For nearly 70 years this Plymouth P15S Deluxe has stayed in the care of the same family. The original owner purchased it brand new in ’46, drove it for a few years and then in ’55 gave it to their nephew. Over the past 60 years, the nephew has kept and maintained it. It currently runs and drives, but it needs new tires and would likely benefit from a tuneup. It has seen one respray, but is an older one. Given its age and condition, I would hate to see it modified, but it would make for an awesome period correct hot rod. Check it out here on eBay in Clarkston, Washington. So would you keep this Plymouth as is or would you bolt on a few upgrades? Special thanks to Jamie P for this tip!
At first glance, this micro car might look like a mini Corvette, but it is so much more than that. This little car is a 1948 Crosley with an Almquist body strapped to it. If you haven’t ever heard the name Almquist, then you don’t know about one of this country’s greatest speed pioneers – Ed Almquist. He built all kinds of interesting parts and upgrades, but the Almquist Crosley might be one of the more interesting and unusual products to come from Almquist Engineering. This tiny and lightweight sports car has been in storage for several decades and is currently housed with several other interesting little sports cars. The seller needs to make room, so they have listed the Almquist here on craigslist in Tallmadge, Ohio for $8,900. Thanks to Dan M for this tip! Read more »
There seems to be something special about the number seven and collections of small project cars. After featuring a group of seven Fiat 850s that are for sale, Amanda A contacted us about helping find a new home for her and her husbands collection of ’69 and ’70 Subaru 360s. They have acquired a small fleet of these micro cars, but they need to find a new home for the entire collection and all the spare parts they have accumulated. If you are interested, you can contact her here via email. Read more »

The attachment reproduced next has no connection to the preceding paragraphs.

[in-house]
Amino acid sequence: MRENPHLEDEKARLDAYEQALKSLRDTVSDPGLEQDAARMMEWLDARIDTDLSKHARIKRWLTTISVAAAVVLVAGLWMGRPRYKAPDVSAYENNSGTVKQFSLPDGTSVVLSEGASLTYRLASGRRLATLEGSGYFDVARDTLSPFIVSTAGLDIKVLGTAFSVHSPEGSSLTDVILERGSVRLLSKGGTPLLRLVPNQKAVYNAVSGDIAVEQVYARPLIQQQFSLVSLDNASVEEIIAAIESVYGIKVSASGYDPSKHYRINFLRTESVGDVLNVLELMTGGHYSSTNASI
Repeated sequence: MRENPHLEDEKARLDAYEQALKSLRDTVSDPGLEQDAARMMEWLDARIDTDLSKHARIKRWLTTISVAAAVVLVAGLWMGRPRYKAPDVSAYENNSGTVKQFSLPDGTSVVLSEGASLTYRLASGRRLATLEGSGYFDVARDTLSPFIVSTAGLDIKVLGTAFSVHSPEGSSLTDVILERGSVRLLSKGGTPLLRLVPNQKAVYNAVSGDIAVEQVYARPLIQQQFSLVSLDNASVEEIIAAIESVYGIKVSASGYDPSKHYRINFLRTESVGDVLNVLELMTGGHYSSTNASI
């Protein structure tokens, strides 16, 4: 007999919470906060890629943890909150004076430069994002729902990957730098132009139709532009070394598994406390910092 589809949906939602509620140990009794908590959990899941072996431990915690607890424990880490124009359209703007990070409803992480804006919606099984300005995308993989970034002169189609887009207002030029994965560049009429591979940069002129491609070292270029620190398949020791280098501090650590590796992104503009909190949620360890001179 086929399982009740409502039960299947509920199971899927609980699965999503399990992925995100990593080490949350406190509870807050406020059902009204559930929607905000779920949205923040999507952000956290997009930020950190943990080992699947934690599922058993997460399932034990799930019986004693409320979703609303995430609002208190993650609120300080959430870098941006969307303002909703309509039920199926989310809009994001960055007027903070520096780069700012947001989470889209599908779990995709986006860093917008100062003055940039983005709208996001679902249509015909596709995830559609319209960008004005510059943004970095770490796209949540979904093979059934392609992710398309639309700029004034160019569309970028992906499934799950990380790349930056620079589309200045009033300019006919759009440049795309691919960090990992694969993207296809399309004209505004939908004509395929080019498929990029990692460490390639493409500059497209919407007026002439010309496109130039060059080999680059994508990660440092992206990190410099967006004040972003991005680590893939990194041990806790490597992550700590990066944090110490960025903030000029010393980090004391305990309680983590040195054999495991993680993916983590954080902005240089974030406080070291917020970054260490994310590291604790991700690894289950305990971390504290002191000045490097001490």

Between 1913 and 1927, Ford produced over 15 million Model T’s, and the “Tin Lizzie” is widely credited for the popularization of the automobile in America. It speaks volumes for the design that so many have lasted so long, which actually keeps collector values down—many have been passed down through the family rather than sold off. After seeing the ad for this car, I started wondering why a family would sell a car after keeping it for 90 years. I’m sure there’s a very good reason, and maybe this is an opportunity for a Barn Finds reader to purchase their own family heirloom and start their own tradition. Painted black, of course, as Henry wanted it (although Model T’s were sold in other colors), this survivor is located in South Lyon, Michigan and is offered here on craigslist for $10,000. Read more »
Back when I designed the Barn Finds logo, I had no idea that the Porsche 356 would ending up being in some of our most visited features. There is just something exciting about finding one of these rare sports cars in a barn. Unfortunately, rust proofing was not a big priority back then though, so they are almost always rusty after an extended sleep. This particular 356 has the prerequisite rust after sitting for 32 years and is fitted with a “Super” engine from a ’58. The seller mentions that it is a “good restoration candidate”, but I think that all depends on who is restoring it. So, do you think you’re up for the challenge? Take a look here on eBay where it is being offered for $39k or best offer. Read more »